Sunday, September 26, 2004

Optimism in the face of pessimism...

Ann Althouse agrees with a point Christopher Hitchens made on Tim Russert’s show. What caught my attention about the excerpt she quoted, however, was an earlier comment by Andrew Sullivan:
RUSSERT: What do we do about Iraq? What's going to happen? When American people are confronted, day in and day out -- a thousand soldiers killed -- 7,000 wounded and injured. There's a sense, obviously, in the world, that the United States will eventually say: Enough! We're getting out!

SULLIVAN: I hope to God not. If we need more troops, put more troops in there. ... You've gotta go through with this. And I think there's still a twenty, thirty percent chance of our succeeding.

Twenty or thirty percent? This just floored me. Now I realize I’m in the minority in thinking that the war is going very well, and I’ve gotten used to hearing views that are less optimistic than my own, but a twenty or thirty percent chance of success? Yet neither Russert nor Hitchens balked at this assessment, nor did Althouse find it worthy of note. I suppose I should conclude from this that I’m the one who needs a reality check, but I continue to believe that the received wisdom is wrong.

As I’ve said before, we seem to have lost all perspective on how war works. Somewhere along the way, we’ve gotten it into our collective heads that wars should be organized and predictable. I’m not sure where that notion came from, but it’s dangerous. If we fail in Iraq, it won’t be due to poor planning or execution. Failure will come at the hands of a withering spirit, poisoned by a lack of realism. I worry that far too few grasp the big picture, so I’m heartened when I find a kindred voice like Thomas Sowell’s:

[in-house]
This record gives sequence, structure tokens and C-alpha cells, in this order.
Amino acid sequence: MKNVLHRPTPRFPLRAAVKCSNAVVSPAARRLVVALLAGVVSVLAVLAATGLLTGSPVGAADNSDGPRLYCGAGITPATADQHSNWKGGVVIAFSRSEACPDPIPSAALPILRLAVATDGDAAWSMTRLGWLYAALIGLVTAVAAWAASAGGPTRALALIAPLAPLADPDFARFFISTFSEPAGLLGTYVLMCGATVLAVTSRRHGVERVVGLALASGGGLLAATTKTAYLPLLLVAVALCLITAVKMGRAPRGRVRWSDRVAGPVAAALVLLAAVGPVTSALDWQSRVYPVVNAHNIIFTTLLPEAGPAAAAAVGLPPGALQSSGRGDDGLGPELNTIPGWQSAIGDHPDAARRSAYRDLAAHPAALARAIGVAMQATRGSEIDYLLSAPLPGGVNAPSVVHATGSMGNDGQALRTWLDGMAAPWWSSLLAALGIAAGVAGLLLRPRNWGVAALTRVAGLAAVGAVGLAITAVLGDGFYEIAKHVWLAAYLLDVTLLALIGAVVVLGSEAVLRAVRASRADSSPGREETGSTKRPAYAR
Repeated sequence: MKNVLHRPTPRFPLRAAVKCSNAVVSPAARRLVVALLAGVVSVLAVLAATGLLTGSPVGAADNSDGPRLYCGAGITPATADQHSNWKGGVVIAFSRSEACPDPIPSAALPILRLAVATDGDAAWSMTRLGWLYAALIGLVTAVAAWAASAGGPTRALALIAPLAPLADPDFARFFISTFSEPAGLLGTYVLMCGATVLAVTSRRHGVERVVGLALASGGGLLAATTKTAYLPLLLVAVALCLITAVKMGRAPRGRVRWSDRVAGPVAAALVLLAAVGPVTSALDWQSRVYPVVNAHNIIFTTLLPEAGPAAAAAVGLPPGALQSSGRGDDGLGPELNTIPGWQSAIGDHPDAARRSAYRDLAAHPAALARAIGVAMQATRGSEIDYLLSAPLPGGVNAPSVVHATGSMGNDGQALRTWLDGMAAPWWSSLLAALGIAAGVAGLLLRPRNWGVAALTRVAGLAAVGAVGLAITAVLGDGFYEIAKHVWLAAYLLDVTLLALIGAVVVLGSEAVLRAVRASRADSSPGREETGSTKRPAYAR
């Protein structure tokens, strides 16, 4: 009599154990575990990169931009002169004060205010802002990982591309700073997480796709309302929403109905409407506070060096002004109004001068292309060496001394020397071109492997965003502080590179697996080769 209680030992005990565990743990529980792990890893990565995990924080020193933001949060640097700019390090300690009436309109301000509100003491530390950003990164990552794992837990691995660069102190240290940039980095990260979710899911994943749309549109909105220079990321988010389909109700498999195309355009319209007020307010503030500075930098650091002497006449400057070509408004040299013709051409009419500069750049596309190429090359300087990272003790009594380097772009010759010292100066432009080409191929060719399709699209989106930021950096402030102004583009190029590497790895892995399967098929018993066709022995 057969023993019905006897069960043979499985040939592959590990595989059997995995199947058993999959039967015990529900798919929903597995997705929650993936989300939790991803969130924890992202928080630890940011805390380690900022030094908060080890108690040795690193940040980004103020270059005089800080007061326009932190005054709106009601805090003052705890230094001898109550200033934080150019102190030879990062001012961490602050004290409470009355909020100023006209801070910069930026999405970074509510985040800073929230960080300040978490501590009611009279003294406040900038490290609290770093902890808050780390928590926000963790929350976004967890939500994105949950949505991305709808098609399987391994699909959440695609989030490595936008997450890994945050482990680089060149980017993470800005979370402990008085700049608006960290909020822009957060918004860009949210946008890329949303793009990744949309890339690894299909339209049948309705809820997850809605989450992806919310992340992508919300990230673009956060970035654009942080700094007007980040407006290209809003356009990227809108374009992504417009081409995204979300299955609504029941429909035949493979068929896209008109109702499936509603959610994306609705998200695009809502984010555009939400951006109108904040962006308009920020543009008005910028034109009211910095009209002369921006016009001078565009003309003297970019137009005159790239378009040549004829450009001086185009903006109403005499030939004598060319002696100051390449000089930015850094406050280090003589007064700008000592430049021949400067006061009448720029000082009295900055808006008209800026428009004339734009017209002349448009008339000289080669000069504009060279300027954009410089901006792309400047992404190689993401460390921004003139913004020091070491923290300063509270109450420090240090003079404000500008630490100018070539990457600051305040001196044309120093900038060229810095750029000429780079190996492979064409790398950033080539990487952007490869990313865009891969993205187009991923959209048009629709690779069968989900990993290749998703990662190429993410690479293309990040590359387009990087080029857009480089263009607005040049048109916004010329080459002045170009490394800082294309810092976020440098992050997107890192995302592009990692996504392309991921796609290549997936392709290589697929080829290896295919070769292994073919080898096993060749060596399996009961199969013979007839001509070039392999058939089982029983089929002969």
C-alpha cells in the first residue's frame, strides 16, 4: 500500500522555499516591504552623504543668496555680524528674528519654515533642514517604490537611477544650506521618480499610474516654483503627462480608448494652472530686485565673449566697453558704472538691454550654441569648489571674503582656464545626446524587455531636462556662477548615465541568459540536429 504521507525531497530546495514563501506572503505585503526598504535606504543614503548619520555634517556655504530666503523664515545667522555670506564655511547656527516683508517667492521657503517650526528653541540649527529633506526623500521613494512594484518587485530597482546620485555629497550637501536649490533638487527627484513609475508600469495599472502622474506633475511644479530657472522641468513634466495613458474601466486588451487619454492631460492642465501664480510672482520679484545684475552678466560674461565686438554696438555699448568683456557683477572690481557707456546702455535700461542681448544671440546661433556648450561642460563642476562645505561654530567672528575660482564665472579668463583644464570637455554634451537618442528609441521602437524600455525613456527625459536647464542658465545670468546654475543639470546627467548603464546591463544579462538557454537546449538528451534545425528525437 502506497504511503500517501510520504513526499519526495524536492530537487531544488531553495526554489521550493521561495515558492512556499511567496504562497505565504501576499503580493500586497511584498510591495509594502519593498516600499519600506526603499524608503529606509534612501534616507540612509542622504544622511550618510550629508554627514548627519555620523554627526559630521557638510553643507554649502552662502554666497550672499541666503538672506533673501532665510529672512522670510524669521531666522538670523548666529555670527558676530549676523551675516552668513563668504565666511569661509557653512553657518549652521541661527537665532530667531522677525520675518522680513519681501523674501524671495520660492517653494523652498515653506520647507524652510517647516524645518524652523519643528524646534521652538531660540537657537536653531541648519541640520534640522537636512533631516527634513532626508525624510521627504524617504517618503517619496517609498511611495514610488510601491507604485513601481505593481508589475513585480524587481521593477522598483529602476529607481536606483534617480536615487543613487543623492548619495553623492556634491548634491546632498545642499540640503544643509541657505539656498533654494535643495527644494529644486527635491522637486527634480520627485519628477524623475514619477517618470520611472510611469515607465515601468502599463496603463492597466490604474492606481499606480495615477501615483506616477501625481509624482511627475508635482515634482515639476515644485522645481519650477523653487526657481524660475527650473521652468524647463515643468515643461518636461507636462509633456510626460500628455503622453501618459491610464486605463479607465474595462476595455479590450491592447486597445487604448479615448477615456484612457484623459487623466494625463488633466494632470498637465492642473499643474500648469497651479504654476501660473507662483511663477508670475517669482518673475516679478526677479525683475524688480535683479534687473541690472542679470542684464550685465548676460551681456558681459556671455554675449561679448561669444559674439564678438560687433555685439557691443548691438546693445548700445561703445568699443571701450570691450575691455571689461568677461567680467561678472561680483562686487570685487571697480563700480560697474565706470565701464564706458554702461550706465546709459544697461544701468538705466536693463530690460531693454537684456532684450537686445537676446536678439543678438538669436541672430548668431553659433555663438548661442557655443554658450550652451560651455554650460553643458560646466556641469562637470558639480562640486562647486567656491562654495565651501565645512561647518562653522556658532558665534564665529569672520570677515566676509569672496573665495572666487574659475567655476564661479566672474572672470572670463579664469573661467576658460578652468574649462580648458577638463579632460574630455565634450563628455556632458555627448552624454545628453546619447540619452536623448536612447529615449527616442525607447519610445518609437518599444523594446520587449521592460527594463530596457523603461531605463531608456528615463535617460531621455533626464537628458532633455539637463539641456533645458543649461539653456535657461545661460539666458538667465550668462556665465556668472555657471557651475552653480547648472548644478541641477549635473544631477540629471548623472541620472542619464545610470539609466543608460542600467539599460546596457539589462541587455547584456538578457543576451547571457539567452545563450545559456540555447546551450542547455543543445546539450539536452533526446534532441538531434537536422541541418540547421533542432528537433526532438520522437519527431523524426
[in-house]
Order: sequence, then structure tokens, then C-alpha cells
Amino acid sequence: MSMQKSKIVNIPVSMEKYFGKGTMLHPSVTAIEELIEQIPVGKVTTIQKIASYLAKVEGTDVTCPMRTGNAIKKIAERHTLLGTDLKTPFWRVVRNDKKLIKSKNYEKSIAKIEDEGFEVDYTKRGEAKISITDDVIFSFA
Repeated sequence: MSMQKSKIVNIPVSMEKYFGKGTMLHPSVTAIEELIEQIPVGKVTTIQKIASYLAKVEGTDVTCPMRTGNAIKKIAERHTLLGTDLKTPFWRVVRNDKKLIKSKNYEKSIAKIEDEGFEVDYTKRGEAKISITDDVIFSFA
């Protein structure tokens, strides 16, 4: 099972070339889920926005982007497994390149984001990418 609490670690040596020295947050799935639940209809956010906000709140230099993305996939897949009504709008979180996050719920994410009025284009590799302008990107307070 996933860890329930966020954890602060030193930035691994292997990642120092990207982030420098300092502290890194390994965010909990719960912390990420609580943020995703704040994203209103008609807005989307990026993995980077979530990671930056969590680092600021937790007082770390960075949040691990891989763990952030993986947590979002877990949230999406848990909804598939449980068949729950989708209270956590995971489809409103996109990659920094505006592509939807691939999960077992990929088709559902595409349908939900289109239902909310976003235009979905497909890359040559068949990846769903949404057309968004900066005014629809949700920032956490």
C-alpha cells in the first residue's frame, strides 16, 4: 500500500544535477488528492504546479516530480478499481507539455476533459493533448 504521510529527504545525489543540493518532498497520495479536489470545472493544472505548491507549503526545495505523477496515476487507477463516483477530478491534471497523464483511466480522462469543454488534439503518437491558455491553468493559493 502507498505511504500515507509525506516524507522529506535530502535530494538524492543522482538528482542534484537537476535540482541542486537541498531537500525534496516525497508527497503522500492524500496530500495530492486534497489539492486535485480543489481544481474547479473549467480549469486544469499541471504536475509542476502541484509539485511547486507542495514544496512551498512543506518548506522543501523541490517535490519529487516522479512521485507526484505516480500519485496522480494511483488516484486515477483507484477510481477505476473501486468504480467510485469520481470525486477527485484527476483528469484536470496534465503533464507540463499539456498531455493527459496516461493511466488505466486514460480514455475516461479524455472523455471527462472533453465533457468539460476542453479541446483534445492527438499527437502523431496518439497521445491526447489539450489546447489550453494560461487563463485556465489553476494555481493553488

Has the war in Iraq gone according to plan? No! But name any war that did.

Even World War II -- the "good war" of "the greatest generation" -- didn't go according to plan. The invasion of Normandy was a historic feat but lots of things went wrong.

Our paratroops who were dropped behind enemy lines were dropped in the wrong places. Intelligence reports about the big gun emplacements our troops were supposed to knock out turned out to be wrong.

Our own bombers accidentally dropped bombs on American troops, killing over a hundred men. We got caught completely by surprise by the German counter-attack that led to the Battle of the Bulge. But we won the war -- and that's the bottom line.

Any Civil War buff can spend hours telling you all the mistakes that were made on both sides. Robert E. Lee, whom many regard as the greatest general in that war, was so mortified by one of his disasters that he offered his resignation.

Mistakes in war are not new. What is new is a widespread lack of realism about war, especially among people who have never been in the military, who are like the proverbial little kid on a trip who keeps asking: "Are we there yet?"

No, we’re not there yet. But we will get there, and we’ve accomplished much in a short time. The “experts” predicted the loss of 10,000 troops just taking Baghdad. Eighteen months later, our casualties are a tenth of that. Saddam is in prison. The oil fires and refugee problems never materialized. Control and sovereignty were transferred to the interim government ahead of schedule. Local elections have been held in many cities, and national elections will follow in a few months. What we’ve done is remarkable.

There have been mistakes and “miscalculations.” There will be many more. They will be easy enough to spot with the war being broadcast with “play by play” analysis like some sporting event. Wars have always been disordered, chaotic, and faltering. The difference is that now we are able to put them under the microscope of the media to an extent we never could before. Anything is ugly if you zoom in close enough—especially something as ugly as war.

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